Besides Climate Science, Has Anyone Been As Wrong As Economists?
The predictive powers of my magic 8-ball are terrible, but it could be worse: I could be a global warmer or an economist.
And I could be worst still: I could be a global warmer or an economist and it could be raining.
The warmers deserve their own post (many, actually), but the economists have missed the boat so badly and for so long that they no longer seem to know whether they’re coming or going, and none more so than Brad DeLong.
In fact, DeLong’s latest column is to clarity as the Unabomber’s Manifesto was to coherency. Where to start? How about from the beginning?
Across the Euro-Atlantic world, recovery from the recession of 2008-2009 remains sluggish and halting, turning what was readily curable cyclical unemployment into structural unemployment. And what was a brief hiccup in the process of capital accumulation has turned into a prolonged investment shortfall, which means a lower capital stock and a lower level of real GDP not just today, while the recovery is incomplete, but possibly for decades.
“A brief hiccup”?! Is that what that was? With that kick off, DeLong has attempted to set the stage for his solution to the “sluggish and halting” recovery from the recession. And by golly, we’d better deal with it right now or else this might last… decades.
I’m sure you’re way ahead of me if you’ve guessed DeLong thinks this crisis can be cured if (wait for it)… if only governments will
add more spending and more debt reverse declining investment.
One legacy of Western Europe’s experience in the 1980’s is a rule of thumb: each year that lower labor-force attachment and reduced capital stock as a result of declining investment depresses production $100 billion below normal implies that productive potential at full employment in future years will be $10 billion below what would otherwise have been forecast.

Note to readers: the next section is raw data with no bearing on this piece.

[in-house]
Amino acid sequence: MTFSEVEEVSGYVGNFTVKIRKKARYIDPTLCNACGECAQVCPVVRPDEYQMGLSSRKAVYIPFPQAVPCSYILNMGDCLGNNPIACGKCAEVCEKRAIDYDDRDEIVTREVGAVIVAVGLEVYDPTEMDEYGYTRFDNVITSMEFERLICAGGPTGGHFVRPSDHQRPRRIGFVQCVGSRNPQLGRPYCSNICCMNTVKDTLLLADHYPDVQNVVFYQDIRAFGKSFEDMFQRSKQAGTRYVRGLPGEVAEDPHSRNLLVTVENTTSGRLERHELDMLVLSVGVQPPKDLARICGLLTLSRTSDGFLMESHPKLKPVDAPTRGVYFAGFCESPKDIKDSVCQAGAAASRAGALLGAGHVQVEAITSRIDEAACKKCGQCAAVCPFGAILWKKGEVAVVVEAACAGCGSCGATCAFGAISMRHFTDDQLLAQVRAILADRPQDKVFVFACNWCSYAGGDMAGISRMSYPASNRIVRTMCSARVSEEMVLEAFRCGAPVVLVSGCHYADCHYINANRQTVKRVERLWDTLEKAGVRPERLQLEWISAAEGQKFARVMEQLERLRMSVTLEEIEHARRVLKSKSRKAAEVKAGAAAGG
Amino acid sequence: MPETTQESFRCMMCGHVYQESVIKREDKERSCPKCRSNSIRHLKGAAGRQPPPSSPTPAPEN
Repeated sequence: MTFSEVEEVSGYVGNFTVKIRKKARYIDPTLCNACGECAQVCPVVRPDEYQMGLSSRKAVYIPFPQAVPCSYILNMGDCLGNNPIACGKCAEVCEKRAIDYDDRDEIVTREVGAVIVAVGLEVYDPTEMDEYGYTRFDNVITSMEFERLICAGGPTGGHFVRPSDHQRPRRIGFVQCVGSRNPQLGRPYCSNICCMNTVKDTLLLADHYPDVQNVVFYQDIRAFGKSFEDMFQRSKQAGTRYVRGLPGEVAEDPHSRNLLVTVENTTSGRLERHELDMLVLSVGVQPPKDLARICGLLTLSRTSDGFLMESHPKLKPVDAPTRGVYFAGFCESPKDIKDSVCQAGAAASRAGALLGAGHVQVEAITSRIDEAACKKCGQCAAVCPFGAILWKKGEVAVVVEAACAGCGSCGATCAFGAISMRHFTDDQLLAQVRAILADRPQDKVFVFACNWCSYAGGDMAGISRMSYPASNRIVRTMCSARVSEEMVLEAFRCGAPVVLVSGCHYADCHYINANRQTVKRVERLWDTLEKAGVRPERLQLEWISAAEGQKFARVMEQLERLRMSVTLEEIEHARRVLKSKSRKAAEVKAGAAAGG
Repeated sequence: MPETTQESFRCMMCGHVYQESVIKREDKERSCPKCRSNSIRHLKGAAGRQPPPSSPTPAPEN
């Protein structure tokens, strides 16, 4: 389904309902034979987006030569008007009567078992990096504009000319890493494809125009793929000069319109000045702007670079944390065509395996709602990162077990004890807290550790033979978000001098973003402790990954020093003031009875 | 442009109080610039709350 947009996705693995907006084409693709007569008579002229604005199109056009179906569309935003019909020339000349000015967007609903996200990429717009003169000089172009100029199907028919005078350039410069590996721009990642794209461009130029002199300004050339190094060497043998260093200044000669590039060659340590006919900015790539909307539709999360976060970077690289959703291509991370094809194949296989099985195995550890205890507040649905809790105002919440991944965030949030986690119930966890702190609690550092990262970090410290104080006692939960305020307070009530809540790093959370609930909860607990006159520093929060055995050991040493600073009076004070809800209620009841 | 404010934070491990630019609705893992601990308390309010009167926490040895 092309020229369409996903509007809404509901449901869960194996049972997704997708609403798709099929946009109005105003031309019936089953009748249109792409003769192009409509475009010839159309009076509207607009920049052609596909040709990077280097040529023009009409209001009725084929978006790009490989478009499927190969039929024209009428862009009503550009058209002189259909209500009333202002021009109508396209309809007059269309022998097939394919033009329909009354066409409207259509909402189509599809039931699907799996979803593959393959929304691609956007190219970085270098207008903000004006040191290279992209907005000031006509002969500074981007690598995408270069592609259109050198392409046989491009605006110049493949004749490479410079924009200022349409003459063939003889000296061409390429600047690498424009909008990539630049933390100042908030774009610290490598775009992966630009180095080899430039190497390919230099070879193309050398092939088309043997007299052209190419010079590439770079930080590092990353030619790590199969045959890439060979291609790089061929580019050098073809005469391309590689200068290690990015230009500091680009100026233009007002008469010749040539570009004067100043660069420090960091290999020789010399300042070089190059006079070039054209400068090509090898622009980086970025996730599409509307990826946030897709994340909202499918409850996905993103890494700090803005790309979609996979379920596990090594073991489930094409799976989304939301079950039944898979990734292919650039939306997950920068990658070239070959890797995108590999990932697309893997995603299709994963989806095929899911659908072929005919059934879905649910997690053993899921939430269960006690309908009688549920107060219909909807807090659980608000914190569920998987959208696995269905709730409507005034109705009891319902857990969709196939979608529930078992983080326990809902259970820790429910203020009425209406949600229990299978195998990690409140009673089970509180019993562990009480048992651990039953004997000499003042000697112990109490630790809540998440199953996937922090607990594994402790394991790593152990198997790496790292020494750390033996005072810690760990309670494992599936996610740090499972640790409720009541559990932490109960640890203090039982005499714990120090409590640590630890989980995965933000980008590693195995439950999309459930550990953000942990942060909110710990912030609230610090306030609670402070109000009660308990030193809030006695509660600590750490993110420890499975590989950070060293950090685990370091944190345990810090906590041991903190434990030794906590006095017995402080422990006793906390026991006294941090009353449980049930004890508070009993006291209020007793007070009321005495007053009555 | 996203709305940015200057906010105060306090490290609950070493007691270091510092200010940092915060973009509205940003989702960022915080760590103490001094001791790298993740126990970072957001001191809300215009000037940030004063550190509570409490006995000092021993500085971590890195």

Jargon and gibberish lack explanatory power. This means there are definitional questions about what DeLong means by “lower” labor-force attachment, “reduced” capital stock, which “depresses” production at $100 billion below “normal.” What I can take from the above is that depressed production equals normal minus $100B (as a result of lower labor force attachment and reduced capital stock). That DeLong offering is not really an epiphany of mathematical precision.
The fiscal implications of this are striking. Suppose that the United States or the Western European core economies boost their government purchases for next year by $100 billion. Suppose further that their central banks, while unwilling to extend themselves further in unconventional monetary policy, are also unwilling to stymie elected governments’ policies by offsetting their efforts to stimulate their economies. In that case, a simple constant-monetary-conditions multiplier indicates that we can expect roughly $150 billion of extra GDP. That boost, in turn, generates $50 billion of extra tax revenue, implying a net addition to the national debt of only $50 billion.
So Brad, how does a “core economy” purchase anything from the government? Are you trying to say they (and not the Fed) purchase the government’s debt?